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AUA Talks University Priorities - Professor Bernie Morley, Deputy Vice-Chancellor and Provost

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📥  AUA Talks

Author: Rachel Acres, Assistant Registrar, Faculty of Humanities and Social Sciences

Professor Morley began by outlining the breadth and diversity of his role as Deputy Vice-Chancellor and Provost, which included responsibility for education, research, staffing, and of course, that perennial issue - car parking. His main focus was on delivering the University Strategy, and challenging the Deans (who he line-managed) to ensure all Departments had their own strategies, including a clear plan for academic staff recruitment for the next five years.

Student number planning and target setting was a core part of Professor Morley’s job, ensuring that the number of offers and conversion to places was spot on, which always made the summer a nerve-racking time. Supporting teaching and research through ensuring appropriate infrastructure is the other main tenet of the role of the Deputy Vice-Chancellor and Provost.
Professor Morley reported that the University is facing a number of external pressures which mean that our previous working assumptions may not be true in the future.

Professor Morley highlighted the five key priorities for the University, as laid out in the University Strategy 2016-21:

• Growth of research – the University would prioritise areas of investment increasingly based on returns and the ability to support other areas, e.g. allowing us to continue to offer expensive subjects such as Chemistry. Four years of fixed student fee income with rising costs meant the Senior Management needs to focus on ensuring financial stability.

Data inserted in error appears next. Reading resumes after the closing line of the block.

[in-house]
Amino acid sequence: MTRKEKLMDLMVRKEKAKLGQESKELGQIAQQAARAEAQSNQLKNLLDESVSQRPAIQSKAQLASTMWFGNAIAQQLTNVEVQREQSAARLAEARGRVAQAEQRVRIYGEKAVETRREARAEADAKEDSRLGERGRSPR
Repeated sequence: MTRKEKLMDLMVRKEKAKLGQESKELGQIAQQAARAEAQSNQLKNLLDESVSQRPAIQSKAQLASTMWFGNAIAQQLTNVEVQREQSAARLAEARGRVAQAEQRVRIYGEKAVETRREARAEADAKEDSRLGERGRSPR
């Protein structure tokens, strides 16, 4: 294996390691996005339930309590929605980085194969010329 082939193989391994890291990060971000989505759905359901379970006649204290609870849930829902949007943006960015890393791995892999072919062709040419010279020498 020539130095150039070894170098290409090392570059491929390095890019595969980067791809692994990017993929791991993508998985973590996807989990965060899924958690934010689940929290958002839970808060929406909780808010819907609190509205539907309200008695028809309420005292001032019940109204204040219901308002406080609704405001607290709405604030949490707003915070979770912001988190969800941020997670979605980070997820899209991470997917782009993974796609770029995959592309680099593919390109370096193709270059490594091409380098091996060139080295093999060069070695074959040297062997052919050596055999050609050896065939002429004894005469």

• Stabilise undergraduate numbers – there is increasing competition as other institutions are offering more places, and moreover the opportunity for placements (a previously unique selling point – USP – for Bath). Changes to GCSE and A Levels may necessitate revised entry requirements and could result in a dip in applications for those programmes requiring A Level Mathematics (which is supposed to be more difficult in its new form). A demographic dip in the number of young people means less people entering Higher Education, at least for the next few years – apparently, there is a boom in primary aged children but for example, the city of Bath has 600 unfilled sixth form spaces. Opportunities for involvement in Degree Apprenticeships would be explored. The University needs to ensure its programmes are as up to date and innovative as possible, supported by effective marketing (e.g. more Open Days, more mobile friendly platforms to showcase our programmes and maintain market advantage).

• Postgraduate Growth – compared to other research intensive institutions, the University had relatively small postgraduate taught student numbers. A number of new postgraduate taught programmes had been fast-tracked through University approval procedures to recruit students for 2017/18, and Professor Morley emphasised that the institution needed to view postgraduate provision differently. Masters programmes needed to attract higher numbers of students, delivering a package of skills and cross-disciplinary learning. Providing distance-learning programmes with partners (including internationally) was being considered. Professional Services would need to be involved in supporting this growth and ensuring the development of staff to meet the new challenges facing the institution.

• Infrastructure – Professor Morley highlighted recent successful developments such as 10 West, 4 East South, Manvers Street, and noted Polden Court would be developed to provide new postgraduate accommodation in the next year

• International focus – the University needed to affirm its international influence and become more visible.

In closing, Professor Morley highlighted that there were a number of external influences, including changes to secondary level education, the need to comply with consumer legislation and Competition and Markets Authority (CMA) guidance, the introduction of the Higher Education and Research Bill and the Teaching Excellence Framework (TEF), and the evolving Widening Participation agenda which would all impact on University business and were being closely monitored.

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